|Cyclingnews TV News Tech Features Road MTB BMX Cyclo-cross Track Photos Fitness Letters Search Forum|
2004 World Cyclocross Championships - CM
Pont-Château, France, January 31-February 1, 2004
Who will challenge the Belgian armada?
By Chris Henry
The tiny town of Pontchâteau, France will host the World Cyclo-cross championships for a second time this weekend, as the best in the discipline descend for two days of frantic battle against each other, and quite possible against the elements. Nestled inland from France's Atlantic coast, northwest of Nantes, Pontchâteau offers a challenging up and down circuit of 2.65 kilometres. The town last hosted the World's in 1989, and has also hosted the cyclo-cross World Cup, as well as the French national championships.
The Coët-Roz circuit, situated close to 'downtown' Pontchâteau, a town of some 8,000 residents, features 1,440 metres of meadow, 360 metres of undergrowth, 335 metres of tarmac, and a 25 metre section of stairs to complete the package. The course begins with a technical section that promises to challenge the field with constantly changing rhythms, followed by a gradual drop and a period of recovery- such as it is in a one hour race- before climbing the stairs and heading back to the start/finish area, by way of a forest and more climbing.
Early weather forecasts for the area hint at rain on Saturday, followed by some sun and relatively mild temperatures of 11-14 degrees celsius on Sunday. The festivities begin Saturday morning with the junior men, followed by the U23 men in the afternoon. Sunday will crown the elite women's and elite men's world champions.
Is it more appropriate to ask who can beat the Belgians, or simply which Belgian is the best candidate for victory? Belgians have won four of the past five world titles, and have consistently dominated the top 'cross races in Europe in recent seasons. Defending champion Bart Wellens has more than honoured his 2003 jersey from Monopoli, Italy with numerous victories this season, including the Belgian national championships in January.
Sven Nys continues to figure among the favourites, but the Rabobank rider has yet to win a world title, and this year has had to play second fiddle to Wellens on many occasions. Nonetheless, he stamped his authority in the World Cup series with three straight wins, before Ben Berden stopped the streak in Koksijde.
Former world champion Erwin Vervecken showed a return to top form recently with a victory in the sixth round of the Superprestige series in Hoogstraten, Belgium. Compatriot Tom Vannoppen has also shown a steady improvement, while three-time rainbow jersey Mario De Clercq has had a somewhat quiet season, winning races but in smaller venues than his rivals Wellens and Nys.
Nys' teammate Richard Groenendaal heads the Dutch charge, alongside Gerben De Knegt and Maarten Nijland. Groenendaal has consistently figured among the leaders this season, but with fewer climbs to the top step of the podium.
The French team, competing on home soil, will count primarily on young cyclo-cross sensation John Gadret, who although still in search of his first big international victory, has shown he can challenge in the World Cup events and is not afraid of the Belgian armada. Gadret stormed to an impressive national title earlier this month, showing not only strength but also a fine tactical sense with a perfectly executed attack in the final lap.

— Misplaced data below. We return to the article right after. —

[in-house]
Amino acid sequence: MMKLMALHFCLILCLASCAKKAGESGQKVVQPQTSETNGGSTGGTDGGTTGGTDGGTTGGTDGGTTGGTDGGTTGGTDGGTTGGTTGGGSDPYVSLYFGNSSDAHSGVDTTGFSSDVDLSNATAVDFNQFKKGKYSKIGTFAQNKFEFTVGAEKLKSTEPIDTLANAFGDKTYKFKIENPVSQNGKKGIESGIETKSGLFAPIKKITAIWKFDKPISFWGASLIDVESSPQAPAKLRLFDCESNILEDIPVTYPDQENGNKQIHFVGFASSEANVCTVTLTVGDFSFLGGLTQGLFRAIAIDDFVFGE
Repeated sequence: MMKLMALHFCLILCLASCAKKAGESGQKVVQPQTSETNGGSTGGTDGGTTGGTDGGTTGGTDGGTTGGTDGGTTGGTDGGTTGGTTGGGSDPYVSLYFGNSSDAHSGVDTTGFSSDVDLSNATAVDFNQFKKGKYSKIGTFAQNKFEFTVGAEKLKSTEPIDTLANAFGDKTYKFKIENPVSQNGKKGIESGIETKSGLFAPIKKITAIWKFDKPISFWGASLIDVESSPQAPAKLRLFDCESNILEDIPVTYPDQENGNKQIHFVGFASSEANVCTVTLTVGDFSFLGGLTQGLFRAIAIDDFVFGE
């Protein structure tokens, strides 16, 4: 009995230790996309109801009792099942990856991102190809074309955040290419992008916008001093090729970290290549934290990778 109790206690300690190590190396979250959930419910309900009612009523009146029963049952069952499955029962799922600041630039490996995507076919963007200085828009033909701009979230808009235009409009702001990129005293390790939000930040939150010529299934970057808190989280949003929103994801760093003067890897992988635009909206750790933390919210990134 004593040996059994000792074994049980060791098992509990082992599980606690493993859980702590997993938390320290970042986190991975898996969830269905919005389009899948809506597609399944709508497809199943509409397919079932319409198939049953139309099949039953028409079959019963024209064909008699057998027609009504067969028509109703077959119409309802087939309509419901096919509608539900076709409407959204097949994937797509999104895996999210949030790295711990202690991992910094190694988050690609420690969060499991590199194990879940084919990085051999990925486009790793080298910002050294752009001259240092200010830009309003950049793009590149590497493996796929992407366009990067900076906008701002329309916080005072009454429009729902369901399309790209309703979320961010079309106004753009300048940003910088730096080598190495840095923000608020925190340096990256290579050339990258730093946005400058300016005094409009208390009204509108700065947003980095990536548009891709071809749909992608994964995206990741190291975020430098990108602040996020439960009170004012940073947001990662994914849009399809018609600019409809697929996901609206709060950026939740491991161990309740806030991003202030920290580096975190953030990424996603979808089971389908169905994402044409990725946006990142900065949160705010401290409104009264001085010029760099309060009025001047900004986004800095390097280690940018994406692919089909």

American national champion Jonathan Page, dominant on home soil in the December nationals, is still looking for a breakout success in Europe. Hard working and a consistent top 20 finisher in Europe, Page heads a relatively young but ambitious American contingent which also includes Andy Jacques-Maynes, Jackson Stewart, and Marc Gullickson.
The name to start with in the women's event is Hanka Kupfernagel from Germany. Having won two out of the last four rainbow jerseys, she has established herself as the queen of international cyclo-cross in recent years. Even this season, if World Cup success is anything to go by, Kupfernagel remains the woman to beat. She has won all but the opening World Cup events this year, beaten only by the reigning World Champion, Daphny Van Den Brand (Ned). Kupfernagel has won consistently, but her margins of victory have not been enormous. Her closest challengers have finished within seconds in the World Cup races, and the pressure will be on for what is still a relatively open race for the women.
France's Maryline Salvetat stands a strong chance of taking the rainbow jersey in front of the home crowd. Despite an early winter injury, Salvetat has surely profited from extensive training on the Pontchâteau course, and along with Laurence Leboucher will lead France's medal hopes for the weekend.
The American duo of Gina Hall and Alison Dunlap have each had strong performances in Europe this season, and Hall particularly could spoil the party for the continental riders. Americans face a yearly challenge of finding top form for the World's more than a month after the national championships in the USA.
Cyclingnews will have full coverage of the events, as well as live coverage of the Elite Men's race on Sunday, beginning at 3pm CET.